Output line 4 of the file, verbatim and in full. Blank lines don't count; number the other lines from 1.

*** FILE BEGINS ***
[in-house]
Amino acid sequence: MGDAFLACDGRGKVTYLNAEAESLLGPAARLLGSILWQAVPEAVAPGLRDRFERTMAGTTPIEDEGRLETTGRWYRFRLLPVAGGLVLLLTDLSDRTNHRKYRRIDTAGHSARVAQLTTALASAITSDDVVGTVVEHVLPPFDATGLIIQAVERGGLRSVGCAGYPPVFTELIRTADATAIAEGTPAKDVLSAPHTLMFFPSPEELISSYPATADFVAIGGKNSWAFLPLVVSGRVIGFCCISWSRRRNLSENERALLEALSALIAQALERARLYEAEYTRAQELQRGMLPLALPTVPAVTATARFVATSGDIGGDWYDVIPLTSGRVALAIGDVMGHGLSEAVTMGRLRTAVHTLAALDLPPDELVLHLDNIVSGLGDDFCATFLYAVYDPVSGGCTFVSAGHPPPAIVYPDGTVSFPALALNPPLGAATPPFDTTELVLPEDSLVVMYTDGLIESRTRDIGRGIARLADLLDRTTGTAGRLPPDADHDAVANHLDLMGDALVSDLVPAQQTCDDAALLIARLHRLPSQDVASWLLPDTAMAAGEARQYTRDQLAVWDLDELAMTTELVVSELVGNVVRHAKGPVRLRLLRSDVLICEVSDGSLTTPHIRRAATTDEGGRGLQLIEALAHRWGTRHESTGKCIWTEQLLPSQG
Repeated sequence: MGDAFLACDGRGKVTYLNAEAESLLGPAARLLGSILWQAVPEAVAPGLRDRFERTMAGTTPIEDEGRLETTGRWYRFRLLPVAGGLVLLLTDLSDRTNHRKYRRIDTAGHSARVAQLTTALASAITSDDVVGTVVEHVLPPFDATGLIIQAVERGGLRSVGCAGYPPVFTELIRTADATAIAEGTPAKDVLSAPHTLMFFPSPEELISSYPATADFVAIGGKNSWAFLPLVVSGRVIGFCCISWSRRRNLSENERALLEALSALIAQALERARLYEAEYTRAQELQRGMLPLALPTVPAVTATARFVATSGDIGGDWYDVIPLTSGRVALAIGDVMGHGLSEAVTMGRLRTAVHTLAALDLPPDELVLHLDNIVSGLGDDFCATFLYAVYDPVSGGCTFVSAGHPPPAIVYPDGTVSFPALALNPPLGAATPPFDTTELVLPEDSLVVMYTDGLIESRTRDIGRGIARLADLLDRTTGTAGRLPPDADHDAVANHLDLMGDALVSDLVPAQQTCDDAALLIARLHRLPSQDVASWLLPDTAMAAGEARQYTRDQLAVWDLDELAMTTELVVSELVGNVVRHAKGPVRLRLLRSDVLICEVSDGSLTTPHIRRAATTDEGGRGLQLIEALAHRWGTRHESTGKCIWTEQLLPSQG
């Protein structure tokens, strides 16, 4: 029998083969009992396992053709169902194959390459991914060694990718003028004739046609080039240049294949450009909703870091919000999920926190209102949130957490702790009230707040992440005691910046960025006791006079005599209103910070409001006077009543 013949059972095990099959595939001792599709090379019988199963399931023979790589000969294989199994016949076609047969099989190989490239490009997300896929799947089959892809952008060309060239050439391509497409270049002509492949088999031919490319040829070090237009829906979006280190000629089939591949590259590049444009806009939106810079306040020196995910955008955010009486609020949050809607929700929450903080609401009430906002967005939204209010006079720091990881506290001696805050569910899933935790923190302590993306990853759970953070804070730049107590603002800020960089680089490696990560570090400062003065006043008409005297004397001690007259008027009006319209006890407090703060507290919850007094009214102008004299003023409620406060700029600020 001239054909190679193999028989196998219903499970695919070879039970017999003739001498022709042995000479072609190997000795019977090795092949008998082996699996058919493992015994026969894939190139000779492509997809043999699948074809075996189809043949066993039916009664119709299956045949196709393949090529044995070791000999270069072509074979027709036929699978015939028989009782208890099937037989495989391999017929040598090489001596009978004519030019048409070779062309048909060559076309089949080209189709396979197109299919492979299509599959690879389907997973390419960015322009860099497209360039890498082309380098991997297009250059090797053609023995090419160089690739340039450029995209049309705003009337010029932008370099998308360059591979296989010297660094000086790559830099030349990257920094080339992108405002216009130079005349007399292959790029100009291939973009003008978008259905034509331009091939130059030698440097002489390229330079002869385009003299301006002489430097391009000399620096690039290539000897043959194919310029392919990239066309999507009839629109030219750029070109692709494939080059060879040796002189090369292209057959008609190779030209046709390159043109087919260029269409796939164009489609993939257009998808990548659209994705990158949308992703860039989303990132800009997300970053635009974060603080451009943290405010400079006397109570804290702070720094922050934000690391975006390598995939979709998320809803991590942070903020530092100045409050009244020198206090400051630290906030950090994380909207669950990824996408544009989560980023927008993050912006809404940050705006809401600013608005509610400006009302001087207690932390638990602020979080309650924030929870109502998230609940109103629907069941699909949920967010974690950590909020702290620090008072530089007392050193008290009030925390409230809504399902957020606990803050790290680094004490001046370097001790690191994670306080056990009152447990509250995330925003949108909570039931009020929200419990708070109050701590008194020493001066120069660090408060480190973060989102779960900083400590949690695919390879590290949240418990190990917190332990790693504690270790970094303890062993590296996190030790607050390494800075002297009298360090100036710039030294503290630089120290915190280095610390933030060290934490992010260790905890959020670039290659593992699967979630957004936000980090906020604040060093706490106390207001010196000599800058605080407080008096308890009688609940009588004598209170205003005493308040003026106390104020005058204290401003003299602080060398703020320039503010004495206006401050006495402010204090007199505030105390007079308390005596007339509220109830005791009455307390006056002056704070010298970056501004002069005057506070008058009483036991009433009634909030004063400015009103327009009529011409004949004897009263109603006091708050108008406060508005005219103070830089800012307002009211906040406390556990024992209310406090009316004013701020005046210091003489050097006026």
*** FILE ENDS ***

């Protein structure tokens, strides 16, 4: 029998083969009992396992053709169902194959390459991914060694990718003028004739046609080039240049294949450009909703870091919000999920926190209102949130957490702790009230707040992440005691910046960025006791006079005599209103910070409001006077009543 013949059972095990099959595939001792599709090379019988199963399931023979790589000969294989199994016949076609047969099989190989490239490009997300896929799947089959892809952008060309060239050439391509497409270049002509492949088999031919490319040829070090237009829906979006280190000629089939591949590259590049444009806009939106810079306040020196995910955008955010009486609020949050809607929700929450903080609401009430906002967005939204209010006079720091990881506290001696805050569910899933935790923190302590993306990853759970953070804070730049107590603002800020960089680089490696990560570090400062003065006043008409005297004397001690007259008027009006319209006890407090703060507290919850007094009214102008004299003023409620406060700029600020 001239054909190679193999028989196998219903499970695919070879039970017999003739001498022709042995000479072609190997000795019977090795092949008998082996699996058919493992015994026969894939190139000779492509997809043999699948074809075996189809043949066993039916009664119709299956045949196709393949090529044995070791000999270069072509074979027709036929699978015939028989009782208890099937037989495989391999017929040598090489001596009978004519030019048409070779062309048909060559076309089949080209189709396979197109299919492979299509599959690879389907997973390419960015322009860099497209360039890498082309380098991997297009250059090797053609023995090419160089690739340039450029995209049309705003009337010029932008370099998308360059591979296989010297660094000086790559830099030349990257920094080339992108405002216009130079005349007399292959790029100009291939973009003008978008259905034509331009091939130059030698440097002489390229330079002869385009003299301006002489430097391009000399620096690039290539000897043959194919310029392919990239066309999507009839629109030219750029070109692709494939080059060879040796002189090369292209057959008609190779030209046709390159043109087919260029269409796939164009489609993939257009998808990548659209994705990158949308992703860039989303990132800009997300970053635009974060603080451009943290405010400079006397109570804290702070720094922050934000690391975006390598995939979709998320809803991590942070903020530092100045409050009244020198206090400051630290906030950090994380909207669950990824996408544009989560980023927008993050912006809404940050705006809401600013608005509610400006009302001087207690932390638990602020979080309650924030929870109502998230609940109103629907069941699909949920967010974690950590909020702290620090008072530089007392050193008290009030925390409230809504399902957020606990803050790290680094004490001046370097001790690191994670306080056990009152447990509250995330925003949108909570039931009020929200419990708070109050701590008194020493001066120069660090408060480190973060989102779960900083400590949690695919390879590290949240418990190990917190332990790693504690270790970094303890062993590296996190030790607050390494800075002297009298360090100036710039030294503290630089120290915190280095610390933030060290934490992010260790905890959020670039290659593992699967979630957004936000980090906020604040060093706490106390207001010196000599800058605080407080008096308890009688609940009588004598209170205003005493308040003026106390104020005058204290401003003299602080060398703020320039503010004495206006401050006495402010204090007199505030105390007079308390005596007339509220109830005791009455307390006056002056704070010298970056501004002069005057506070008058009483036991009433009634909030004063400015009103327009009529011409004949004897009263109603006091708050108008406060508005005219103070830089800012307002009211906040406390556990024992209310406090009316004013701020005046210091003489050097006026």